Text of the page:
Chris Lecoq, left, outdoors radio and TV personality Don Dubuc, center, and Bayou Wild co-host Martha Stewart were in a party in offshore waters the week before the recreational red snapper season opened. They made the most of the trip by catching vermilion snapper, a species more commonly know in Louisiana as "beeliners." Dubuc said they had to weight their lines more heavily to get past all the red snapper around the structures they worked to catch the beelines. Almaco jacks were added to the catch and to the table fare later that day. The recreational red snappers season opened Friday and will be open through Memorial Day, then weekends only until Louisiana's allowed catch of more than 800,000 pounds has been determined to have been landed.
If there’s ever a week to launch coastal fishermen to summer’s piscatorial pleasures, this is it.
It’s the first week of what could be a summer-long recreational red snapper season, and the summer-long, $500,000-in-prizes S.T.A.R. began Saturday.
The Catholic High Rodeo leads off with the coming Friday-Saturday challenge for an ever-growing event, one which certainly has exceeded the rodeo’s founding members expectations.
If last year is any gauge, the Brothers of the Sacred Heart Baton Rouge school will be among the most well-attended rodeos this year.
Following the next weekend are the June 5-8 Swollfest Rodeo at Sand Dollar Marina on Grand Isle, and the June 7-8 Cut Off Fishing Rodeo at Moran’s Marina on Fourchon Road.
Then, back in New Orleans, Jesuit High School runs its annual rodeo June 14-15 at the school’s John Ryan Stadium in Metairie.
The annual trek to Moran’s Marina has become one of the school’s leading alumni draws. Maybe it’s because the competition in the two levels of Redfish Stringer, Mangrove Snapper, Red Snapper, Speckled Trout and Offshore Grand Slam calcuttas. The winning team takes home most of the $50 and $100 entry-fee pots, and it’s become a custom for 45-pound-plus, five-mangrove snapper and a 25-pound, five-speckled trout catches.
If you haven’t entered, the registration fee is $100, which includes Friday and Saturday meals and refreshments.
Weighmaster Chris Macaluso and his team will be at the scales from 4-6:30 p.m. Friday and Saturday, and there’s a captain's party from 5-8:30 p.m. Thursday at the marina.
You can start fishing Friday and continue Saturday but know you have to be back at the Elysian Fields Avenue campus by 5 p.m. to weigh fish.
Weigh-in time 3-5 p.m. Saturday, and the first rule is that all entered fish must come from “navigable Louisiana waterways accessible to the general public.”
Entry fees are $40 for the Adult Division and $15 for children and Brother Martin students. Kids 12 and younger fish free.
There are Speckled Trout, Redfish, Sheepshead, Flounder, Black Drum, Largest 2 Redfish (16 inches to less than 27 inches), Bass, Snapper, Father/Daughter biggest fish, Biggest Gar, Redfish with the most spots, 5-Trout Stringer, Smallest “legal” 5-Trout Stringer and Largest non-gar fish and Largest non-gar fish caught by a current school student.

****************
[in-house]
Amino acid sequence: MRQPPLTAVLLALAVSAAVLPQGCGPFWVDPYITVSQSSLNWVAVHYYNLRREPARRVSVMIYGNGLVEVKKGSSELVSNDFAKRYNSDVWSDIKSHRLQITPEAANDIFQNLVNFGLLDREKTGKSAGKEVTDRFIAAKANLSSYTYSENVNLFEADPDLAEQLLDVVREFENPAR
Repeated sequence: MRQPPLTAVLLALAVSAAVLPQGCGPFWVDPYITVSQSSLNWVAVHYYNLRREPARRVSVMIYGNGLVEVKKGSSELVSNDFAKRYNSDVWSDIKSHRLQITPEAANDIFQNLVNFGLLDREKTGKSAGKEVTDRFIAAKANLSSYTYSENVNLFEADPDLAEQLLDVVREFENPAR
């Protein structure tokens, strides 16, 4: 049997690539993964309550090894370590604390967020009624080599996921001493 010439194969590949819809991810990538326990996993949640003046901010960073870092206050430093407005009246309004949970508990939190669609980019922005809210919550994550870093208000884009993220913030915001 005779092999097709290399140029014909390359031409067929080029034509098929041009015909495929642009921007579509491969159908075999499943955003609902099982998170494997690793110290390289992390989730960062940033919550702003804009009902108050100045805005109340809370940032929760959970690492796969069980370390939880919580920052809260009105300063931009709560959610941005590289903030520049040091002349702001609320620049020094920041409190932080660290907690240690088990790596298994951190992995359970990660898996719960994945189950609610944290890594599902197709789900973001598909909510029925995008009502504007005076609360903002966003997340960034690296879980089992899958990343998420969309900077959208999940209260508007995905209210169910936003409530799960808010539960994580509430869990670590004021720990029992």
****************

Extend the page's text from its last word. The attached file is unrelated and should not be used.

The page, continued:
This is the 22nd time Dr. Nick Rauber and his devoted Swollfest staff will take sponsors and fishermen’s money to benefit the Our Lady of the Lake Children’s Hospital & Louisiana Cancer Care Coalition. This year’s dates are June 5-8, with the big welcome party the evening of June 5 with fishing action open June 6-8 and weigh-in times at Sand Dollar Marina running 4:30-6:30 p.m. all three days.
The competition had increased over the year so Swollfest is the most well-attended rodeo on Grand Isle, and fundraising efforts have well cleared $1 million.
There’s a Master Board in Offshore, Deep Drop, Inshore and Kayak divisions; a Lagniappe Board in Women’s and Children’s divisions; and, six awards in Overall category, including “Swollest” fish.
South Lafourche High School students benefit from this scholarship-raising rodeo set June 7-8 at Moran’s Marina off Fourchon Road.
Weigh-in times run 4-6 p.m. June 7 and 1-4 p.m. June 8. Tickets are $20 — $15 for the 12-and-younger crowd — and includes meals.
Organizer Roy Dubois and his volunteers have set nine inshore and offshore categories in Adult Division, a special “most spots redfish” category & three categories in Children’s Division. A live auction helps the fundraising efforts.
Call Dubois at (985) 693-7184 or (985) 258-5110, or go to the rodeo’s website: cutofffishingclub.com.
The next edition of the Blue Jay Fishing Rodeo is set for June 14-15, with a 2-4 p.m. weigh-in set for John Ryan Stadium, the school’s baseball field, June 15. Fishing begins at 5 a.m. June 14.
Tickets run $45 for adults — $30 for 18 and younger — and there’s a smaller fee for folks wanting to show up for food and refreshments during the Saturday weigh-in. A note from rodeo boss Mike McMahon is that fishermen “should register by June 7, in order to receive the fishing rodeo shirt.”
Aluminum Beach Fishing Trolley
The Jesuit crew breaks into age division 19-and-older and 18-and-younger for Bass, Flounder, Sheepshead, Speckled Trout, Red Snapper and 16 inches to less than 27 inches for Drum and Redfish. There are special 5-trout stringer, Heaviest Fish and Father-Daughter categories.
If you need more dates, then the 71st Golden Meadow-Fourchon Tarpon Rodeo is set for July 4-6 at Moran's Marina in Fourchon, and the granddaddy of them all, the Grand Isle Tarpon Rodeo will be held July 25-27 at Sand Dollar on Grand Isle.
Single Kayak, Children Kayak, Electric Trolling Motor, Kayak Parts - Oceanus,https://www.blueoceankayak.com/